When it comes to visual novels and point and click adventure games, I can be hot or cold on either of them. Too many of them tend to become a touch samey after a while, which means some real gems can miss out on rising to the top and getting the attention they deserve. Tokyo Dark: Remembrance is a blend of those two genres, and is easily good enough that it justifies being at the top of the list for most people.
Tokyo Dark: Remembrance is at its core a mystery game with a horror theme. Due to the way the game plays, the horror elements don’t wind up being scary meaning that if you are a wuss like me you needn’t worry. Instead the horror elements serve more to tell an interesting and compelling story that builds tension without making you throw down your Switch in fear.
The story involves Detective Itō Ayam whose partner has gone missing, and she is on the hunt to find where he went. There are a lot of supernatural elements at play and the story can get dark quickly depending on your choices. The way that the choices you make as Ayam affect the story is one of the biggest achievements in Tokyo Dark: Remembrance. I have read of playthroughs that ended in under an hour because of certain choices, while mine was closer to five. The variety in those 11 potential endings means that you can have a lot of friends play and all have different experiences, reminiscent of the conversation I had with people when Heavy Rain first launched.
Due to the nature of these endings, and the short game length on offer, I would rather play coy with the plot any more than that to ensure you can experience Tokyo Dark: Remembrance at its best, which is blindly having your own playthrough. Keep in mind that while it uses plenty of horror tropes, it isn’t scary in the make you scared to play kind of way. Rather, it’s tense as hell as you witness what happens to Ayam, especially as you are making the choices for her.
The game is extremely beautiful with an anime style that walks the line of looking classically anime, but unique enough to stand apart. The movement of the characters aren’t as fluid as most but this is a KickStarted game, so there are going to be some shortfalls somewhere. The music is an extraordinary asset that helps the look set a dark tone that helps lift the game a lot.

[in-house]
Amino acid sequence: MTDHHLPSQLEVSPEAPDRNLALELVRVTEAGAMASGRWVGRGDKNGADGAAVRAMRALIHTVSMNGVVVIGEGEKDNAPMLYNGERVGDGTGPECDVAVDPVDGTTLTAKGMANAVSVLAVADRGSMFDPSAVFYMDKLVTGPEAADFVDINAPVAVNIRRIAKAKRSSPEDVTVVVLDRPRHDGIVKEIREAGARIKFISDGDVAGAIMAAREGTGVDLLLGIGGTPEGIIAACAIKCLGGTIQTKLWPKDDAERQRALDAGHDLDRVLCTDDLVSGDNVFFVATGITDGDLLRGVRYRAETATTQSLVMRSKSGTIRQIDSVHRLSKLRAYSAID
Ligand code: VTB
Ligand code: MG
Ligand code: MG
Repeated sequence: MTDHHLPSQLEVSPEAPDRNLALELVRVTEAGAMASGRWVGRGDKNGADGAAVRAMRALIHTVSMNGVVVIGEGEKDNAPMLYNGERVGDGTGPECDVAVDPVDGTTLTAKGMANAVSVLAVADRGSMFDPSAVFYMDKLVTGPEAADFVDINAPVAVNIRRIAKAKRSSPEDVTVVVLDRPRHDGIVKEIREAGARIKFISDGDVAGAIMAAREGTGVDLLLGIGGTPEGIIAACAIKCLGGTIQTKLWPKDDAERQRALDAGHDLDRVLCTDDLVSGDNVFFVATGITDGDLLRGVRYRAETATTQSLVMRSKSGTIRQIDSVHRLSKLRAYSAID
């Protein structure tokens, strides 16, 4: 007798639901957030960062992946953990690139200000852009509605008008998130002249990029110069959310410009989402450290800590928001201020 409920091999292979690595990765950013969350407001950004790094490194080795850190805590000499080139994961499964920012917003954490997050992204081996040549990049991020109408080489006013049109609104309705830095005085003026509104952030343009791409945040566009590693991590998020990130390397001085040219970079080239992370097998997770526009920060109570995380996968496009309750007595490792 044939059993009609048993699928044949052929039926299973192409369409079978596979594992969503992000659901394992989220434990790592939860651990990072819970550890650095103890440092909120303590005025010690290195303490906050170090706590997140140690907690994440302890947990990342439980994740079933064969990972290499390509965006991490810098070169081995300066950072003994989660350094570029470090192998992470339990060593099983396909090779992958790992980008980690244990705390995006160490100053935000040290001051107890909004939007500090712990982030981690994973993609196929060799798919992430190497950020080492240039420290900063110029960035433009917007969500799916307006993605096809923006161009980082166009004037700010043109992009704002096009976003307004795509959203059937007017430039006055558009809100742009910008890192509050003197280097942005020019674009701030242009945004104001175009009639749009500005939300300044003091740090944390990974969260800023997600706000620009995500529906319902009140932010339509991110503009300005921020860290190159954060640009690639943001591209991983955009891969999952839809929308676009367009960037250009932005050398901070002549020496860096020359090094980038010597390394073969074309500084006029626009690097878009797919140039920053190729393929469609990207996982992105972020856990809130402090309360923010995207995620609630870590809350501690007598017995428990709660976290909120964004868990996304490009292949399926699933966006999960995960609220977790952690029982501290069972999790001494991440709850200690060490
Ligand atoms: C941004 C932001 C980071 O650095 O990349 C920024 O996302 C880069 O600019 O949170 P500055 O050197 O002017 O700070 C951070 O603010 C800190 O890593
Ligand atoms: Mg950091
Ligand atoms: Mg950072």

Gameplay itself is a 2D side scrolling version of a point and click adventure game. You move back and forward interacting with objects and people. The way you talk to people has a huge impact on Ayam’s state of mind, which over time affects a lot of the game. Early on I kept hounding a bartender wondering if I was going to get more information, and all I did was increase Ayam’s Neurosis level which later impacted how my game carried out. One of the best and most annoying aspects of this is the auto save feature which has only one save file that saves regularly meaning every decision you make in that playthrough is permanent.
The gameplay itself, like some of the movement animation, is a touch clunky. Like many point and clicks when ported to console, the UI is a challenge, and while Tokyo Deak: Remembrance hasn’t found the solution, it gets better than many. The 2D plane the game is on, so you use the shoulder button on the Switch to change the object or person you are choosing to interact with. It is a better solution than the genre has at times, but it is clunky and never feels natural.
Despite some flaws, which tend to be genre wide, Tokyo Dark: Remembrance is a good game. Its short playthrough makes it perfect for multiple playthroughs, but also keeps the game from getting stale.
It tells a clever and creepy story that is well worth experiencing, even if you want one playthrough like myself so you can discuss others endings.
Released: January 2020
Platforms: Nintendo Switch
Genre: JRPG, Adventure
Developer: Cherrymochi, Studio Mebius
Publisher: Square Enix